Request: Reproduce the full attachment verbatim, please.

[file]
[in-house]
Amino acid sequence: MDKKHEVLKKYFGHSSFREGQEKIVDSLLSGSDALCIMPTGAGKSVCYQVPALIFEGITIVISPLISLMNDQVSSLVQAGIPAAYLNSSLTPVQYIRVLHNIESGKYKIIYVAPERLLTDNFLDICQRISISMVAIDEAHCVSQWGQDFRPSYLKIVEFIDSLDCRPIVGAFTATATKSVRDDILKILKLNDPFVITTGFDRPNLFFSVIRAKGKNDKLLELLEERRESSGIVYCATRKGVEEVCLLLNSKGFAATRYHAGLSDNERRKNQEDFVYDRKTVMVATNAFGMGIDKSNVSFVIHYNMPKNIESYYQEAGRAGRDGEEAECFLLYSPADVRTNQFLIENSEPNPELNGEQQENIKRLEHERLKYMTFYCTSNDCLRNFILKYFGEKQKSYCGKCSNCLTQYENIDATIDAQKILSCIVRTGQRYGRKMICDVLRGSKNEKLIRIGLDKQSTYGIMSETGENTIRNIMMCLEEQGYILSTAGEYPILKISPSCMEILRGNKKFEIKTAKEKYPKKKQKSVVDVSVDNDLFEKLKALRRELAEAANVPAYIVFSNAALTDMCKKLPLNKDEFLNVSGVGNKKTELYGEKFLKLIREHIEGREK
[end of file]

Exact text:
[in-house]
Amino acid sequence: MDKKHEVLKKYFGHSSFREGQEKIVDSLLSGSDALCIMPTGAGKSVCYQVPALIFEGITIVISPLISLMNDQVSSLVQAGIPAAYLNSSLTPVQYIRVLHNIESGKYKIIYVAPERLLTDNFLDICQRISISMVAIDEAHCVSQWGQDFRPSYLKIVEFIDSLDCRPIVGAFTATATKSVRDDILKILKLNDPFVITTGFDRPNLFFSVIRAKGKNDKLLELLEERRESSGIVYCATRKGVEEVCLLLNSKGFAATRYHAGLSDNERRKNQEDFVYDRKTVMVATNAFGMGIDKSNVSFVIHYNMPKNIESYYQEAGRAGRDGEEAECFLLYSPADVRTNQFLIENSEPNPELNGEQQENIKRLEHERLKYMTFYCTSNDCLRNFILKYFGEKQKSYCGKCSNCLTQYENIDATIDAQKILSCIVRTGQRYGRKMICDVLRGSKNEKLIRIGLDKQSTYGIMSETGENTIRNIMMCLEEQGYILSTAGEYPILKISPSCMEILRGNKKFEIKTAKEKYPKKKQKSVVDVSVDNDLFEKLKALRRELAEAANVPAYIVFSNAALTDMCKKLPLNKDEFLNVSGVGNKKTELYGEKFLKLIREHIEGREK